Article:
He denied that he planned to return to civil war, and said he hoped that the elections yesterday and today would be annulled and new ones organised soon.
'There are no elections in Mozambique now,' Mr Dhlakama said in the central port city of Beira. 'There is nothing.'
Mr Dhlakama issued a warning yesterday to the United Nation' special representative to Mozambique, Aldo Ajello, who has headed the 6,000- strong peace-keeping mission. 'I told Dr Ajello today, please do not provoke me . .
. Play your games, but do not provoke me. Because I am going to become nervous, and I will ask the people to authorise Dhlakama to respond.'
The elections were to be the climax to a two-year UN peace process, at a cost of pounds 632m to create a multi-party democracy from the ruins of a 17-year civil war that has claimed more than 1 million lives and made several million homeless.
'I am not interested in whether the international community accepts or does not accept,' he said. 'The Mozambican people want free and just elections, we do not want a something false.'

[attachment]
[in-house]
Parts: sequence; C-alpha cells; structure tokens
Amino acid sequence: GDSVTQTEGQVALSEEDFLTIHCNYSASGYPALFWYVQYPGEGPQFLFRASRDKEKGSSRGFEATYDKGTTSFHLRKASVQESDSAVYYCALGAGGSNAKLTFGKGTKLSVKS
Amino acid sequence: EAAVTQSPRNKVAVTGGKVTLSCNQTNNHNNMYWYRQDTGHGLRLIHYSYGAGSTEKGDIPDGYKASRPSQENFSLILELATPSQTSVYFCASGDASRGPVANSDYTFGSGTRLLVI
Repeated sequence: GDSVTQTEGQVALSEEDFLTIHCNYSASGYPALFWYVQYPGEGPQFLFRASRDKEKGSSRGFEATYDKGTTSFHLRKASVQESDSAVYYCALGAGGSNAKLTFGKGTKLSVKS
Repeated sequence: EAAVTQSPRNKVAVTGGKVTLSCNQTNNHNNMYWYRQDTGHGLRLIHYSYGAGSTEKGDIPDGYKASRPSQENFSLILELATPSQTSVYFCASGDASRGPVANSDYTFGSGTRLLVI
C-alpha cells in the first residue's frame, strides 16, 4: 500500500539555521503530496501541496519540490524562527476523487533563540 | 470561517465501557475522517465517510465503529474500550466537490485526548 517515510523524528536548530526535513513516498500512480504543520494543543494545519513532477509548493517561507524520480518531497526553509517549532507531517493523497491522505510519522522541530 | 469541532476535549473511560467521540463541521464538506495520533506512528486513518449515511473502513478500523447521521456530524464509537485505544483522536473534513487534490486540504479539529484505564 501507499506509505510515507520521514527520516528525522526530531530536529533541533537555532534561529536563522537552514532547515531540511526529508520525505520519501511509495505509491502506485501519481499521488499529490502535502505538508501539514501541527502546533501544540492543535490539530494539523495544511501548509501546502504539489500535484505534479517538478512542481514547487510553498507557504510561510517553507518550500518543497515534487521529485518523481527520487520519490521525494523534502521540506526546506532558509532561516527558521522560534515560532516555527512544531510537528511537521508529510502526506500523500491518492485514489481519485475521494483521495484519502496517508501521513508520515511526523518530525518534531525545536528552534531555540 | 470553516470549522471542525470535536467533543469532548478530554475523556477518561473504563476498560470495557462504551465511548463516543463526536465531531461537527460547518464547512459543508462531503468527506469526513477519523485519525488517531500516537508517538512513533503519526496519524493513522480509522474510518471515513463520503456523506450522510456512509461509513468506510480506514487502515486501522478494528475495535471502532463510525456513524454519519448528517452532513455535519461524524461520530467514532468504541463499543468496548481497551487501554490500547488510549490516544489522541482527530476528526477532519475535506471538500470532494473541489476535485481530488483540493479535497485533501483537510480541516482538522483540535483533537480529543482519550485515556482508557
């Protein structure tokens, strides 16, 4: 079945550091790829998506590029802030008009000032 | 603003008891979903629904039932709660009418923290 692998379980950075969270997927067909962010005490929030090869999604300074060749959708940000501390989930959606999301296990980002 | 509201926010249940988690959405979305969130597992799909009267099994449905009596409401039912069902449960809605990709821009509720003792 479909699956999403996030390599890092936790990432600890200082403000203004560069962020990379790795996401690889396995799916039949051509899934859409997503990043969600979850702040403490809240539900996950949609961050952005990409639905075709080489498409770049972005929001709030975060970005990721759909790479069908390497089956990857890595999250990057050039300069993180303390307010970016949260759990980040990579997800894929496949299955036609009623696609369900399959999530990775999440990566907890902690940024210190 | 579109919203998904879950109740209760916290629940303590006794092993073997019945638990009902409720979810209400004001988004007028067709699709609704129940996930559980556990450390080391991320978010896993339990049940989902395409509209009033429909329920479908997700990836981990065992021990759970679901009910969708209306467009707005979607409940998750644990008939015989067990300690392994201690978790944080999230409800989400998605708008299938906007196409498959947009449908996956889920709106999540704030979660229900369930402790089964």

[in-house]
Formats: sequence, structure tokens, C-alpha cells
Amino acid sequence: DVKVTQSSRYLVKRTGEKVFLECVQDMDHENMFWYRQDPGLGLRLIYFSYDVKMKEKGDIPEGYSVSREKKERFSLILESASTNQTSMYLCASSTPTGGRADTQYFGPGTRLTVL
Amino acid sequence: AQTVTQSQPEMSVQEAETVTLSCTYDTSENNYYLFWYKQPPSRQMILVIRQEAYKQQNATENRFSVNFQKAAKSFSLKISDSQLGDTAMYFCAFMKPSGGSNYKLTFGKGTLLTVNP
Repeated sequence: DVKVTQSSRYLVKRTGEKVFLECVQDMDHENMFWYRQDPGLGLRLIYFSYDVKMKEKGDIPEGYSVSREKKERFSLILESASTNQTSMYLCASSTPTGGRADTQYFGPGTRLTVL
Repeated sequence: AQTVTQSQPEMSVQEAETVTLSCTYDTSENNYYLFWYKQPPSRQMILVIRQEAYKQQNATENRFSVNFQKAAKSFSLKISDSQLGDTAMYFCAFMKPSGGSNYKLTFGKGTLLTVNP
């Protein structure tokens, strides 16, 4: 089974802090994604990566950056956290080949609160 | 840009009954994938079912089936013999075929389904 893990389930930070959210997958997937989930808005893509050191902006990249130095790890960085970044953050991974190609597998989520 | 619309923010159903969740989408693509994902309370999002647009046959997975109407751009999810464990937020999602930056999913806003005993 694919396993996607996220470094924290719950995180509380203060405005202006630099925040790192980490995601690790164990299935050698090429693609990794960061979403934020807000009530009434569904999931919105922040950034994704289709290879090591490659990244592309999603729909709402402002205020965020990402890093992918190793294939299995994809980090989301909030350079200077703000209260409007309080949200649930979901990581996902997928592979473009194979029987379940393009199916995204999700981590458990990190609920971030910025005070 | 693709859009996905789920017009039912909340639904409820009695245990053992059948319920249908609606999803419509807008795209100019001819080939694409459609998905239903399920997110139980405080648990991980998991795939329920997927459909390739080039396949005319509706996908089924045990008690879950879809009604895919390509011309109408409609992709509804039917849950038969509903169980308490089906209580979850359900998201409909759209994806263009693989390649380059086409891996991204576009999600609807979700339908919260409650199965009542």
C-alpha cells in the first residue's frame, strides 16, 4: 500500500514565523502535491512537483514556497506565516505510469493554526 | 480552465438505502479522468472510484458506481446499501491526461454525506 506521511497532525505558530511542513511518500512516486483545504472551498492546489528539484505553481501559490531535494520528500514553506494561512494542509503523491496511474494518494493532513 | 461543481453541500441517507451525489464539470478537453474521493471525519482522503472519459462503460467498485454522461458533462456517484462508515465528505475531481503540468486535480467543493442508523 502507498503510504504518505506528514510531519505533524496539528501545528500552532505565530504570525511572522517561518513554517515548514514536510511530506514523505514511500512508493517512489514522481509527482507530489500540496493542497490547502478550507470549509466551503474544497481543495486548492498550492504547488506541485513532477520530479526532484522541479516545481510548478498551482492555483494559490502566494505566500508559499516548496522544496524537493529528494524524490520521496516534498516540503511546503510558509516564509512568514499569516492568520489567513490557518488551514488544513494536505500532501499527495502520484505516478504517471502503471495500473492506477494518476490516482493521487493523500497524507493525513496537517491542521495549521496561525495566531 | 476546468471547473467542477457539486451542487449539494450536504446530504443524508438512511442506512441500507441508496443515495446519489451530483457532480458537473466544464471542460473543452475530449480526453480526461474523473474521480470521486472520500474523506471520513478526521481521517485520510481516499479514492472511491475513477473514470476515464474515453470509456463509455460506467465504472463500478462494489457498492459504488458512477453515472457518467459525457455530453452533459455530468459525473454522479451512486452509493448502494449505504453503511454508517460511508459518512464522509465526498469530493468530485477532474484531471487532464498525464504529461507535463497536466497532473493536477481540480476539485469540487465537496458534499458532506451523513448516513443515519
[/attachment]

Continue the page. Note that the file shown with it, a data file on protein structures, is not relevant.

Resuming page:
Mr Dhlakama, 41, said he had decided to withdraw his Mozambique National Resistance (Renamo), the former South African-backed rebel movement, from the electoral process just hours before the polls opened yesterday because of alleged evidence of plans by President Joaquim Chissano's ruling Mozambique Liberation Front (Frelimo) to rig the vote.
'We did not go to the elections because we presented our complaints and they were not resolved,' he said. Mr Dhlakama said the National Elections Commission had not accounted for 1.9 million unused registration papers, had not ensured that foreigners could not vote in the elections, and that his party agents were not being transported to the polling booths.
Renamo decided to reject the elections before they had taken place because it did not want to be in the same position in which Jonas Savimbi's Unita rebel movement found itself in Angola two years ago, when it alleged fraud only after it had been defeated at the polls.
'I think my image is cleaner internationally,' he said. 'I do not want to be obliged to accept false results.'
Mr Dhlakama appeared irritated by the international appeals to rejoin the electoral process from the United Nations, Portugal and South Africa, suggesting that those countries were trying to manipulate him, in his words, treating him like 'a boy'. He said the world could not treat him 'like a simple general'.
'I have weight - a lot of influence in Mozambique,' Mr Dhlakama said.
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